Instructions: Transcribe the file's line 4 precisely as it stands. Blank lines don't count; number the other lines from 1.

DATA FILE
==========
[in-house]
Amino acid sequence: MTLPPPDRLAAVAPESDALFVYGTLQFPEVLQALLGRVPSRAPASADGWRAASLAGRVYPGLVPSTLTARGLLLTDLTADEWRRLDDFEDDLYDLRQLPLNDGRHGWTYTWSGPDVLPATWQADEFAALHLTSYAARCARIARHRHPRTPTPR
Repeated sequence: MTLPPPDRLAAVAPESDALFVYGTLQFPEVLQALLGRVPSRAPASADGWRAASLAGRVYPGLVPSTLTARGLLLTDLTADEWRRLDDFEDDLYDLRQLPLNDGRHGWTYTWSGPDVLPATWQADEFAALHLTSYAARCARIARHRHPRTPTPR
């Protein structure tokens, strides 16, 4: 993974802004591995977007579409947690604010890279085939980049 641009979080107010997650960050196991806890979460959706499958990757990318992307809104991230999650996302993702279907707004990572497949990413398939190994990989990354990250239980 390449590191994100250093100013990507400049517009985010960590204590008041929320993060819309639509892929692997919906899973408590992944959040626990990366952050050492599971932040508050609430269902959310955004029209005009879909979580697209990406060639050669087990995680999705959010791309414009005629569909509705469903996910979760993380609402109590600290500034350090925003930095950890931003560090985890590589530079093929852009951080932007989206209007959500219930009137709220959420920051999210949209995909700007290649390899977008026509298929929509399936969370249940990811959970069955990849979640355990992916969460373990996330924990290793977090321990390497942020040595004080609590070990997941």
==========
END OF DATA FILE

């Protein structure tokens, strides 16, 4: 993974802004591995977007579409947690604010890279085939980049 641009979080107010997650960050196991806890979460959706499958990757990318992307809104991230999650996302993702279907707004990572497949990413398939190994990989990354990250239980 390449590191994100250093100013990507400049517009985010960590204590008041929320993060819309639509892929692997919906899973408590992944959040626990990366952050050492599971932040508050609430269902959310955004029209005009879909979580697209990406060639050669087990995680999705959010791309414009005629569909509705469903996910979760993380609402109590600290500034350090925003930095950890931003560090985890590589530079093929852009951080932007989206209007959500219930009137709220959420920051999210949209995909700007290649390899977008026509298929929509399936969370249940990811959970069955990849979640355990992916969460373990996330924990290793977090321990390497942020040595004080609590070990997941």